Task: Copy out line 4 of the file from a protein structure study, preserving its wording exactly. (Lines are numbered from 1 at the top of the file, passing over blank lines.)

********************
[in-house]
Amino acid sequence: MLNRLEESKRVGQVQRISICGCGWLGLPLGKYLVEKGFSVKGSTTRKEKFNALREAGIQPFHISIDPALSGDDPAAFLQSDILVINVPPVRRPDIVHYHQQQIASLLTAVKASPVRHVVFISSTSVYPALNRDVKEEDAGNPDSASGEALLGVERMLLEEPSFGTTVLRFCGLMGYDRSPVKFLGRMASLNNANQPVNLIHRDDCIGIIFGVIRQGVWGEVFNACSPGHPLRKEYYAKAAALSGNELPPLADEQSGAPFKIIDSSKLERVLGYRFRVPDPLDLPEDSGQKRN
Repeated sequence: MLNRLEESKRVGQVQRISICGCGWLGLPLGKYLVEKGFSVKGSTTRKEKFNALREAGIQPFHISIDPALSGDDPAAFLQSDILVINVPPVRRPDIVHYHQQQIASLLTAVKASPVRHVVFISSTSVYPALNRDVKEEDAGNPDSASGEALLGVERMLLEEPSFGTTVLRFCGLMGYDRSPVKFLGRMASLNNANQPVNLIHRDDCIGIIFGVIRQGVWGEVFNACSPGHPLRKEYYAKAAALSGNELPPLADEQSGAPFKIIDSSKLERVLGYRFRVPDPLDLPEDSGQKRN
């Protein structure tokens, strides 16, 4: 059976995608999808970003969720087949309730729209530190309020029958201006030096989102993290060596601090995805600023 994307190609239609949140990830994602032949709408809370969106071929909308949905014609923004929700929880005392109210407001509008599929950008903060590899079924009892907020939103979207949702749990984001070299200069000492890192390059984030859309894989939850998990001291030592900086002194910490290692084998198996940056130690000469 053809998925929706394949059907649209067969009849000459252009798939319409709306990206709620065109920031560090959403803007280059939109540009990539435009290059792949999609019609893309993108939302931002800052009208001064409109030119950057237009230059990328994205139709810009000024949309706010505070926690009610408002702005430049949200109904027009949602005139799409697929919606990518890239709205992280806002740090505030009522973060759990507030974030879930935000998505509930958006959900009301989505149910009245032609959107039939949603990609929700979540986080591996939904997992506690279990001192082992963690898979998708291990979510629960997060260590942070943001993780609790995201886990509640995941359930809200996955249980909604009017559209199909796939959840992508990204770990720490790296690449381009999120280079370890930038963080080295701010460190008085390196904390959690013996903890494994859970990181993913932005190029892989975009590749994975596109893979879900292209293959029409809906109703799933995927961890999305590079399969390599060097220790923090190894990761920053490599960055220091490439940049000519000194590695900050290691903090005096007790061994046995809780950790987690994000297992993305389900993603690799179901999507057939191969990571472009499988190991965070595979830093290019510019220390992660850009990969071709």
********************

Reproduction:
């Protein structure tokens, strides 16, 4: 059976995608999808970003969720087949309730729209530190309020029958201006030096989102993290060596601090995805600023 994307190609239609949140990830994602032949709408809370969106071929909308949905014609923004929700929880005392109210407001509008599929950008903060590899079924009892907020939103979207949702749990984001070299200069000492890192390059984030859309894989939850998990001291030592900086002194910490290692084998198996940056130690000469 053809998925929706394949059907649209067969009849000459252009798939319409709306990206709620065109920031560090959403803007280059939109540009990539435009290059792949999609019609893309993108939302931002800052009208001064409109030119950057237009230059990328994205139709810009000024949309706010505070926690009610408002702005430049949200109904027009949602005139799409697929919606990518890239709205992280806002740090505030009522973060759990507030974030879930935000998505509930958006959900009301989505149910009245032609959107039939949603990609929700979540986080591996939904997992506690279990001192082992963690898979998708291990979510629960997060260590942070943001993780609790995201886990509640995941359930809200996955249980909604009017559209199909796939959840992508990204770990720490790296690449381009999120280079370890930038963080080295701010460190008085390196904390959690013996903890494994859970990181993913932005190029892989975009590749994975596109893979879900292209293959029409809906109703799933995927961890999305590079399969390599060097220790923090190894990761920053490599960055220091490439940049000519000194590695900050290691903090005096007790061994046995809780950790987690994000297992993305389900993603690799179901999507057939191969990571472009499988190991965070595979830093290019510019220390992660850009990969071709």